Roland Rauschmeier TIMON
© Anna Lott Donadel
Timon is a performative essay on patriarchy and its effects on male emotions. It is based on Shakespeare’s drama Timon of Athens, in which the protagonist, deeply disappointed and speechless, shuts himself away from the world after his carefully nursed network of all-male political and business friendships has failed. The performance asks how our perception of masculinity is intertwined with violence and hate – which, in Timon’s case, eventually lead to self-destruction.
The show on December 6th is followed by an artist talk.
In Shakespeare’s drama Timon of Athens, prosperous Timon builds himself a complex system of male societies and networks, hoping to buy loyalty and friendship with financial dependence, political favours and gifts. But when he ends up in a financial crisis, his perceived friends abandon him. In the voluntary solitude of the forest, he develops into a misanthropist, condemning everything and everyone in his rage and finally falling victim to his own furour. Roland Rauschmeier takes this dramatic blueprint as the beginning of a journey into the deeper structures of patriarchy. His performance focuses on social seclusion and the destructive forces Timon’s disappointment unleashes in him. The piece touches on the difficult question of how our image of masculinity fosters violence, speechlessness and a destructive handling of our own feelings.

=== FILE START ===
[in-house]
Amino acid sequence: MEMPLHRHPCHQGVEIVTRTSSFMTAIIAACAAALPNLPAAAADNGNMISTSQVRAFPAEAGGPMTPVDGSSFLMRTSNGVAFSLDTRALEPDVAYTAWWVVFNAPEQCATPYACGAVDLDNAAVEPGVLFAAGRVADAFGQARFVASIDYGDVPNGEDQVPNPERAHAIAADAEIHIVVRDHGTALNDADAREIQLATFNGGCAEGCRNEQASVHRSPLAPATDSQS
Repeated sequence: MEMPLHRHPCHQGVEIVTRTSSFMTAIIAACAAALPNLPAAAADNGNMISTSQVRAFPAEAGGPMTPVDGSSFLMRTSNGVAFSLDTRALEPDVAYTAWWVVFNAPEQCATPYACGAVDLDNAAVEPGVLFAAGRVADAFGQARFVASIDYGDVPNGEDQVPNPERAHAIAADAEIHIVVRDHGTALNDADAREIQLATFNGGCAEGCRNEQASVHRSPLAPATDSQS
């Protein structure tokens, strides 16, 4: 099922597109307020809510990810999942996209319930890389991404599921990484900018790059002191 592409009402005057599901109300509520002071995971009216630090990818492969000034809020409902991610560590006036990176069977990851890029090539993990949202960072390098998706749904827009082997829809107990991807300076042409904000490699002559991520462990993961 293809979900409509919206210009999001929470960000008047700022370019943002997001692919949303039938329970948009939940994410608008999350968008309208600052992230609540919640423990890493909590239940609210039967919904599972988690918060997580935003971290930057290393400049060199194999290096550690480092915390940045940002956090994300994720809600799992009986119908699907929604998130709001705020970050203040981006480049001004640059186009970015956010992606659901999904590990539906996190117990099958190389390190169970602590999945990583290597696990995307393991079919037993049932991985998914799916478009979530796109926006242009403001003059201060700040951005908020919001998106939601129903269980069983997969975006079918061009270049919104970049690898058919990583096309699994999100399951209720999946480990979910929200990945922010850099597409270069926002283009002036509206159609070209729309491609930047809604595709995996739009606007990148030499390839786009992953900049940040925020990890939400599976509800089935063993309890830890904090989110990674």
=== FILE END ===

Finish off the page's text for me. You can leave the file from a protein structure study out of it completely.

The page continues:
Roland Rauschmeier studied at the Academy of Fine Arts Vienna. He lives and works as a conceptual/performance artist in Vienna, where he founded the Wiener Tanz- und Kunstbewegung (Vienna Dance and Art Movement) with French dancer/choreographer Anne Juren. In his performative practice, Roland Rauschmeier keeps returning to the societal impact of hegemonial masculinity, most recently at brut in his piece Consumption As A Cause Of Coming Into Being together with Alex Bailey.